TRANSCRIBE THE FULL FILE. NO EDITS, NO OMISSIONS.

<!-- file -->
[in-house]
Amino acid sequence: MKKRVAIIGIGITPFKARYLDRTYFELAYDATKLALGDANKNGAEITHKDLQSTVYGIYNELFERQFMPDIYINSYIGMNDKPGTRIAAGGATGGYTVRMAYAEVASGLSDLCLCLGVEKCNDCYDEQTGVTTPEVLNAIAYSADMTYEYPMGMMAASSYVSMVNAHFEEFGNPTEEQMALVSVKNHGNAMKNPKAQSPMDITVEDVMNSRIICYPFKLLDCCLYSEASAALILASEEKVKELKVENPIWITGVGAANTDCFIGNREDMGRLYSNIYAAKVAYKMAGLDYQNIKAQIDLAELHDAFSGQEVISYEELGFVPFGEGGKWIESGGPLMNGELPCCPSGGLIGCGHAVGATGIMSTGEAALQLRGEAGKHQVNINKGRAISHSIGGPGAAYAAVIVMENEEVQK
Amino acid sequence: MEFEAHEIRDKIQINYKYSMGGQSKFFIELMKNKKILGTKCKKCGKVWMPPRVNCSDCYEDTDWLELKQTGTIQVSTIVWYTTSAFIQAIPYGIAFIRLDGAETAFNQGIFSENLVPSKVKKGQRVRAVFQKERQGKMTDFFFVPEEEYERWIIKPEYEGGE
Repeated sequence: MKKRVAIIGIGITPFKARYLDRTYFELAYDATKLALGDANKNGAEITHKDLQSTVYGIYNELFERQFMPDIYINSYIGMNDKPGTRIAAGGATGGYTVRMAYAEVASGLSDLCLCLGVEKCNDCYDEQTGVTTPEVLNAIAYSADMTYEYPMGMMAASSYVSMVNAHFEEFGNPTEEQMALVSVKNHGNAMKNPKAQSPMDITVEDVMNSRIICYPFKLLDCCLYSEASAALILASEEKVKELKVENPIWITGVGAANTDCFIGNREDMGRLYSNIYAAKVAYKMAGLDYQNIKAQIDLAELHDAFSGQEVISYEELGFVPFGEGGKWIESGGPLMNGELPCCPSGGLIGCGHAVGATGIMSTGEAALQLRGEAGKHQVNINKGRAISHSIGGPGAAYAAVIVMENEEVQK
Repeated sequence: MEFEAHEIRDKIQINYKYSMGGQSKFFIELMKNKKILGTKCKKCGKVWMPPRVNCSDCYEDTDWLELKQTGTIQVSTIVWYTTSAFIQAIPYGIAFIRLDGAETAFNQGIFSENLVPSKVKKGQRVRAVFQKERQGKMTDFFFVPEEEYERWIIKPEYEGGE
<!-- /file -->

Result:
[in-house]
Amino acid sequence: MKKRVAIIGIGITPFKARYLDRTYFELAYDATKLALGDANKNGAEITHKDLQSTVYGIYNELFERQFMPDIYINSYIGMNDKPGTRIAAGGATGGYTVRMAYAEVASGLSDLCLCLGVEKCNDCYDEQTGVTTPEVLNAIAYSADMTYEYPMGMMAASSYVSMVNAHFEEFGNPTEEQMALVSVKNHGNAMKNPKAQSPMDITVEDVMNSRIICYPFKLLDCCLYSEASAALILASEEKVKELKVENPIWITGVGAANTDCFIGNREDMGRLYSNIYAAKVAYKMAGLDYQNIKAQIDLAELHDAFSGQEVISYEELGFVPFGEGGKWIESGGPLMNGELPCCPSGGLIGCGHAVGATGIMSTGEAALQLRGEAGKHQVNINKGRAISHSIGGPGAAYAAVIVMENEEVQK
Amino acid sequence: MEFEAHEIRDKIQINYKYSMGGQSKFFIELMKNKKILGTKCKKCGKVWMPPRVNCSDCYEDTDWLELKQTGTIQVSTIVWYTTSAFIQAIPYGIAFIRLDGAETAFNQGIFSENLVPSKVKKGQRVRAVFQKERQGKMTDFFFVPEEEYERWIIKPEYEGGE
Repeated sequence: MKKRVAIIGIGITPFKARYLDRTYFELAYDATKLALGDANKNGAEITHKDLQSTVYGIYNELFERQFMPDIYINSYIGMNDKPGTRIAAGGATGGYTVRMAYAEVASGLSDLCLCLGVEKCNDCYDEQTGVTTPEVLNAIAYSADMTYEYPMGMMAASSYVSMVNAHFEEFGNPTEEQMALVSVKNHGNAMKNPKAQSPMDITVEDVMNSRIICYPFKLLDCCLYSEASAALILASEEKVKELKVENPIWITGVGAANTDCFIGNREDMGRLYSNIYAAKVAYKMAGLDYQNIKAQIDLAELHDAFSGQEVISYEELGFVPFGEGGKWIESGGPLMNGELPCCPSGGLIGCGHAVGATGIMSTGEAALQLRGEAGKHQVNINKGRAISHSIGGPGAAYAAVIVMENEEVQK
Repeated sequence: MEFEAHEIRDKIQINYKYSMGGQSKFFIELMKNKKILGTKCKKCGKVWMPPRVNCSDCYEDTDWLELKQTGTIQVSTIVWYTTSAFIQAIPYGIAFIRLDGAETAFNQGIFSENLVPSKVKKGQRVRAVFQKERQGKMTDFFFVPEEEYERWIIKPEYEGGE